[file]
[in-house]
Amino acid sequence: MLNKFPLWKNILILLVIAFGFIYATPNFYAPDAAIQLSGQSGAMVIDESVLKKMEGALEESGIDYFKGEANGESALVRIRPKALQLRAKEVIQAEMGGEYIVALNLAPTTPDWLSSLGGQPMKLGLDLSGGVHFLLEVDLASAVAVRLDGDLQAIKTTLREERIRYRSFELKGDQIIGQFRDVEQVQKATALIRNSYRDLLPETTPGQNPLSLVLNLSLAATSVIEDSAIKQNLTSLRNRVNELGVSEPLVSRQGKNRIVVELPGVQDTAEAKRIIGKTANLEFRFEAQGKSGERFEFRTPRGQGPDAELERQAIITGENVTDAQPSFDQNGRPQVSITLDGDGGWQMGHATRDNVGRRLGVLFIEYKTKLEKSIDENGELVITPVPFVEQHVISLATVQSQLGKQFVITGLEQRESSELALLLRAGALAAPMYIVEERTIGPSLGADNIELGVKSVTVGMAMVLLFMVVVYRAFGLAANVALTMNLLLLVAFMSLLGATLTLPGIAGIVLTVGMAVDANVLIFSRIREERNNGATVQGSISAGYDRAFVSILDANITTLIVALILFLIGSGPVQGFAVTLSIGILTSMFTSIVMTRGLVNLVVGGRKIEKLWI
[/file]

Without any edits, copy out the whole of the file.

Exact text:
[in-house]
Amino acid sequence: MLNKFPLWKNILILLVIAFGFIYATPNFYAPDAAIQLSGQSGAMVIDESVLKKMEGALEESGIDYFKGEANGESALVRIRPKALQLRAKEVIQAEMGGEYIVALNLAPTTPDWLSSLGGQPMKLGLDLSGGVHFLLEVDLASAVAVRLDGDLQAIKTTLREERIRYRSFELKGDQIIGQFRDVEQVQKATALIRNSYRDLLPETTPGQNPLSLVLNLSLAATSVIEDSAIKQNLTSLRNRVNELGVSEPLVSRQGKNRIVVELPGVQDTAEAKRIIGKTANLEFRFEAQGKSGERFEFRTPRGQGPDAELERQAIITGENVTDAQPSFDQNGRPQVSITLDGDGGWQMGHATRDNVGRRLGVLFIEYKTKLEKSIDENGELVITPVPFVEQHVISLATVQSQLGKQFVITGLEQRESSELALLLRAGALAAPMYIVEERTIGPSLGADNIELGVKSVTVGMAMVLLFMVVVYRAFGLAANVALTMNLLLLVAFMSLLGATLTLPGIAGIVLTVGMAVDANVLIFSRIREERNNGATVQGSISAGYDRAFVSILDANITTLIVALILFLIGSGPVQGFAVTLSIGILTSMFTSIVMTRGLVNLVVGGRKIEKLWI